LONDON — We’re eight months into pandemic restrictions and people are getting fed up, especially in rural areas where very few people are getting sick.
Social gatherings and church services were cancelled for months. Restaurants and other services were shuttered. So, Farmers Forum asked farmers about their biggest COVID headache. Everyone’s situation is different. Filling on-farm jobs has been an ongoing challenge for local farms. COVID restrictions made things worse.
“My biggest headache from COVID was with obtaining regular supplies. It was much harder to just drive to town and procure things like we used to. Tires are becoming harder to get for big equipment. Lumber to build things is hard to find and expensive. Some parts are back-ordered because companies shut down.
“A big issue I had was getting N95 disposable masks. There weren’t any. When we go into grain bins you must wear a mask. I had to go in myself in place of my employees one time, with a mask I had worn several times.”
— Jeff Barlow, Crop farmer, York, Ont.
The farming network that hangs around the coffee shop, mill, feed store. Those discussions, those conversations aren’t happening. That farmer-to-farmer network has somewhat disappeared. It does close your world somewhat. And in general terms, those outlets were a relief for farmers, a stress reliever. That is a concern of mine in general. Noticed it myself as well.
— Marcel Meyer, Crop farmer, London, Ont.
“Managing employees. Making sure everyone feels comfortable and everyone’s abiding by the rules. Getting materials has been tough. We own a construction company. We feed a lot of mouths. We take responsibility that those families can eat, for people to get paychecks at the end of the day. We hedge ourselves pretty good. But still, you take responsibility over everyone involved. For the most part though, projects carried on, and people wanted work done very bad.”
— Brad Langstaff, Crop farmer, Sombra, Ont.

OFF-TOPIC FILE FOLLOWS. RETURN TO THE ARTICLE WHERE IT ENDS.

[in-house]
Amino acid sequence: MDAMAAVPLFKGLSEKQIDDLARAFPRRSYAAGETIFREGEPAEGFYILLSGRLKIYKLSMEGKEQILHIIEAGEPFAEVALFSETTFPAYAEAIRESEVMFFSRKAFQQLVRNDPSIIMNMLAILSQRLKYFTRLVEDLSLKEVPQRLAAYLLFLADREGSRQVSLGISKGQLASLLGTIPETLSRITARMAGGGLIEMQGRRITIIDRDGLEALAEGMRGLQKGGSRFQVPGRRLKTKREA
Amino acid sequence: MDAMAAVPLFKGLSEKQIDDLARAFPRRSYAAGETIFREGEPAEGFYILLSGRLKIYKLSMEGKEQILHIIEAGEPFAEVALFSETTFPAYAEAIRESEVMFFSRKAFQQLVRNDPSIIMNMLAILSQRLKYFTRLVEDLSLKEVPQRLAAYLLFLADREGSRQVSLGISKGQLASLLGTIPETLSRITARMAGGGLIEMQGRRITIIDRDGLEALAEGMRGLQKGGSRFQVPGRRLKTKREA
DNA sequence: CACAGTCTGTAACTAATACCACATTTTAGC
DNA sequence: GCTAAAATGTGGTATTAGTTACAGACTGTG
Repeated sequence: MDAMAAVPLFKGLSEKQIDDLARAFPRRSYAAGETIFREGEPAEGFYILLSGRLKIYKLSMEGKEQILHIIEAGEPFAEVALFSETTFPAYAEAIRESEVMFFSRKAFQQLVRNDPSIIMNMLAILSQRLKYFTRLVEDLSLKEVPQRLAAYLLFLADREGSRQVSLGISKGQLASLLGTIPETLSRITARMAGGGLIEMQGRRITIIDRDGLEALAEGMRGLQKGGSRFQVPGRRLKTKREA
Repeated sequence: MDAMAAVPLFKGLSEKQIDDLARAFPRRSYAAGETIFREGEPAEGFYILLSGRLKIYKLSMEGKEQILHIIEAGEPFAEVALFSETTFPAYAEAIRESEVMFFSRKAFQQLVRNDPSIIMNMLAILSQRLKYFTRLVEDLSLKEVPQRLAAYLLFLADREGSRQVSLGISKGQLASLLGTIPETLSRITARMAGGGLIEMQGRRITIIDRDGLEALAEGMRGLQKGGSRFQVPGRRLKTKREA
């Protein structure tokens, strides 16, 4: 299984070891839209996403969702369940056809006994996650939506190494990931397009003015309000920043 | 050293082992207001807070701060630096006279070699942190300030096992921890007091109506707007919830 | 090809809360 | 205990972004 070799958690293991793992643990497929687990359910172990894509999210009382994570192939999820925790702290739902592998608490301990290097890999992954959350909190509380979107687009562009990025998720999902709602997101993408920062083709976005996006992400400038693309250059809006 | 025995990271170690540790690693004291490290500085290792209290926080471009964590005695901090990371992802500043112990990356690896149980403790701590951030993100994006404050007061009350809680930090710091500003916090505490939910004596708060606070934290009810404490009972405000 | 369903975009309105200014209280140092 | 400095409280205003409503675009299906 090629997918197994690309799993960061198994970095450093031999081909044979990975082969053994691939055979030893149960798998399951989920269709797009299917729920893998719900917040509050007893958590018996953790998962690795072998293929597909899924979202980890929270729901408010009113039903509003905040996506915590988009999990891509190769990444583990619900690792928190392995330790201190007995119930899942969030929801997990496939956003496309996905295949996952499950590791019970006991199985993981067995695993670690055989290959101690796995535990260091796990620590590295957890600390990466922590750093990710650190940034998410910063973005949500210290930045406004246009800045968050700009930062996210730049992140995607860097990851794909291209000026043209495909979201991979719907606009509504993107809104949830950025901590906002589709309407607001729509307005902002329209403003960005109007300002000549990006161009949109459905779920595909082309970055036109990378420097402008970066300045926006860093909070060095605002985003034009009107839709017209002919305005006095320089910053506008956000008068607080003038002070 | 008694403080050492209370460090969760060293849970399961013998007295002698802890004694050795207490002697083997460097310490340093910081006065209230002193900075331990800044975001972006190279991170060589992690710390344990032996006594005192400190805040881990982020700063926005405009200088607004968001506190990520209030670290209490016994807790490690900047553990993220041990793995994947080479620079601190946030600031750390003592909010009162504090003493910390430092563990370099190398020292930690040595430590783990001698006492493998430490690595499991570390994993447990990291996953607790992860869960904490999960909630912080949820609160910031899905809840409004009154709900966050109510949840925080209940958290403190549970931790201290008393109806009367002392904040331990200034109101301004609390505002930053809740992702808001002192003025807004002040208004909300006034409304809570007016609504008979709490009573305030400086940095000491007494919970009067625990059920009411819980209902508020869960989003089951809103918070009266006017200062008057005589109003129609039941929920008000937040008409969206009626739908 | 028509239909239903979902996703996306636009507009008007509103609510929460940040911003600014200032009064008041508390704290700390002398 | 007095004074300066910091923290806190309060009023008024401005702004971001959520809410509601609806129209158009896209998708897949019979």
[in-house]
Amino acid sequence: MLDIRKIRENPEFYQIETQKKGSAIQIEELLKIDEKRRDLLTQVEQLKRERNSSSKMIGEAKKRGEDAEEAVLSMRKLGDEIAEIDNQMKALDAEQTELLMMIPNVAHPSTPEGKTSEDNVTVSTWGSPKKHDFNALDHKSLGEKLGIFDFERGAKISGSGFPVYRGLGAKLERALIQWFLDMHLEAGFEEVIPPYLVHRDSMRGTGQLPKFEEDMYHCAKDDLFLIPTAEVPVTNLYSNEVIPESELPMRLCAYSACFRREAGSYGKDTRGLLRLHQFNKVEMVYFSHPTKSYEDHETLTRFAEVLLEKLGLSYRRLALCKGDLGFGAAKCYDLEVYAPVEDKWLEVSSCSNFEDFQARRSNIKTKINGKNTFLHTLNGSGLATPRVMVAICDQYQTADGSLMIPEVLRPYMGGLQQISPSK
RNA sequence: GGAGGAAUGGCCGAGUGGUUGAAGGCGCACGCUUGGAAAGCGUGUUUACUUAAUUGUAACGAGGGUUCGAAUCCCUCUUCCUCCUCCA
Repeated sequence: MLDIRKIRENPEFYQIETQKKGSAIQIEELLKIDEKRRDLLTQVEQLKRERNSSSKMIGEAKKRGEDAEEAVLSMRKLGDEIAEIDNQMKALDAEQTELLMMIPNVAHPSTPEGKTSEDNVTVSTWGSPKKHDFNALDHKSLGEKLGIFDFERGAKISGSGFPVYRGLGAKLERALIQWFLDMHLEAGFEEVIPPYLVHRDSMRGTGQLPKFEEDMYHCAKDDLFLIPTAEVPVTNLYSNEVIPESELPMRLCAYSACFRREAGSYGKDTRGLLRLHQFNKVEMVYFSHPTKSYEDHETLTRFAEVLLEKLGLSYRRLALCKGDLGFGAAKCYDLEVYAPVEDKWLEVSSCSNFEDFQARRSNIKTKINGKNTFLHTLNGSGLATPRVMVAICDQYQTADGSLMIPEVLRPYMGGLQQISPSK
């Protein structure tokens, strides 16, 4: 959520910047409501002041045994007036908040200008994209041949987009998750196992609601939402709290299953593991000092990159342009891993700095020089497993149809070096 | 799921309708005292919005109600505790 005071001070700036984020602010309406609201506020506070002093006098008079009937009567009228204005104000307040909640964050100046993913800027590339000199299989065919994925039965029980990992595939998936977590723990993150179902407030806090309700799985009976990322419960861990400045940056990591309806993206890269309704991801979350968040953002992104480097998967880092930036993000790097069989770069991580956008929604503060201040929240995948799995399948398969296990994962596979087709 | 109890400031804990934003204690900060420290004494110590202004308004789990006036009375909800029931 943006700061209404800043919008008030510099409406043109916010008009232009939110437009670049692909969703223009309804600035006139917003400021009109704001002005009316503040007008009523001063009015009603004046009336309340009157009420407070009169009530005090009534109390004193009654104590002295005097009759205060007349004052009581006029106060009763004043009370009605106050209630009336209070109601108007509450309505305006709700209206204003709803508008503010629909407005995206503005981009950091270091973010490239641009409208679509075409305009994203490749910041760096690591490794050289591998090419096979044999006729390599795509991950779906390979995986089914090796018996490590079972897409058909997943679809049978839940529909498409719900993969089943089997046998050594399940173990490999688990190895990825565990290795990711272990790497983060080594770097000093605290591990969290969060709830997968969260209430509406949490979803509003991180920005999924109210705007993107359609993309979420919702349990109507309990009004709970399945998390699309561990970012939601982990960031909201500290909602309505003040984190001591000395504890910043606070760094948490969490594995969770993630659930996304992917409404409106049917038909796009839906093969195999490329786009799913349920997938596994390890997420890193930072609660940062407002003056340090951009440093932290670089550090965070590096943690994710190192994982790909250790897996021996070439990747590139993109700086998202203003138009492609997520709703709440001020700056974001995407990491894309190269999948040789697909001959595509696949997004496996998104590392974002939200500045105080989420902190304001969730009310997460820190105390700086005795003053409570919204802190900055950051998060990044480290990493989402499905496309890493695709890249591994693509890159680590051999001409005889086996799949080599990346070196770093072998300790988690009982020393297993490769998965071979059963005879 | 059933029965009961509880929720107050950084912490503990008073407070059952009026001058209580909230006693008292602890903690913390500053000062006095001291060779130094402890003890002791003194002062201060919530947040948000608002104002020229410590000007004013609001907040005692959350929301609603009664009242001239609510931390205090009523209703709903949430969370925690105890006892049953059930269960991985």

“We’ve got nothing else to do, so we might as well keep farming. We have a chicken barn that was cut back by 15 per cent. But other than that, really, it’s no negative effect on our farm operation. Everything’s pretty well shut down. We’re usually season ticket holders for Junior A. It hasn’t been going. You don’t go to too many restaurants, so you stay at home and work.
— Tom Wilson, Crop, beef, chicken farmer, Corunna, Ont.
“Little things like picking up parts were affected. It just took a little bit of getting used to. In some ways it’s more efficient. Instead of going to the counter, chatting about the rain the night before, you show up, pick up the parts you need and you’re back home again. I kinda enjoy talking to people, you miss that part of it.
— Chris Renwick, Crop farmer. Wheatley, Ont.
“I guess in the spring, it was trying to get parts. You couldn’t just go in and grab a part, you had to make sure you knew what you needed. All the dealerships were trying to work with everybody, but you couldn’t go into the building. It’s settled down somewhat, but you still need a mask, you can’t just go walking in and talk to somebody. You get somebody to let you in, they come out and talk to you. It was a real concern in the spring.
“When you broke something you broke something, (and it) wasn’t a case of just going into the dealership to pick it up. They had to find it for you and you had to hope they had it. That’s pretty well it.
“We’re isolated, we’ve got grandkids, we’re isolated from the grandkids. And I mean, when you work with different people, even dealing with fertilizer or seed or whatever, it’s just another hoop to jump through.”
— Larry Lynn. Crop farmer, Exeter, Ont.